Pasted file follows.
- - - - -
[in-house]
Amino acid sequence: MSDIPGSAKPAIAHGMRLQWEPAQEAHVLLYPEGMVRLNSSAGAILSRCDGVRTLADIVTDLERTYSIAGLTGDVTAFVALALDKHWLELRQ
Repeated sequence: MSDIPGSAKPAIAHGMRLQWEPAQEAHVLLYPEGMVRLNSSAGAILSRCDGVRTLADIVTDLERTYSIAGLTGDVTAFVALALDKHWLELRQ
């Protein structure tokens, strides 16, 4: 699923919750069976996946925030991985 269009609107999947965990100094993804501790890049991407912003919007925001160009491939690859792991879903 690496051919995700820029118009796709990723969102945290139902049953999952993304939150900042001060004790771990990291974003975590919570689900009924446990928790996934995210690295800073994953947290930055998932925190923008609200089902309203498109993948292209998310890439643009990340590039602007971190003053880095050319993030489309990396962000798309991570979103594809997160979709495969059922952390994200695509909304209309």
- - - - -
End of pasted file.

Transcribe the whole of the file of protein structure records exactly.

[in-house]
Amino acid sequence: MSDIPGSAKPAIAHGMRLQWEPAQEAHVLLYPEGMVRLNSSAGAILSRCDGVRTLADIVTDLERTYSIAGLTGDVTAFVALALDKHWLELRQ
Repeated sequence: MSDIPGSAKPAIAHGMRLQWEPAQEAHVLLYPEGMVRLNSSAGAILSRCDGVRTLADIVTDLERTYSIAGLTGDVTAFVALALDKHWLELRQ
């Protein structure tokens, strides 16, 4: 699923919750069976996946925030991985 269009609107999947965990100094993804501790890049991407912003919007925001160009491939690859792991879903 690496051919995700820029118009796709990723969102945290139902049953999952993304939150900042001060004790771990990291974003975590919570689900009924446990928790996934995210690295800073994953947290930055998932925190923008609200089902309203498109993948292209998310890439643009990340590039602007971190003053880095050319993030489309990396962000798309991570979103594809997160979709495969059922952390994200695509909304209309």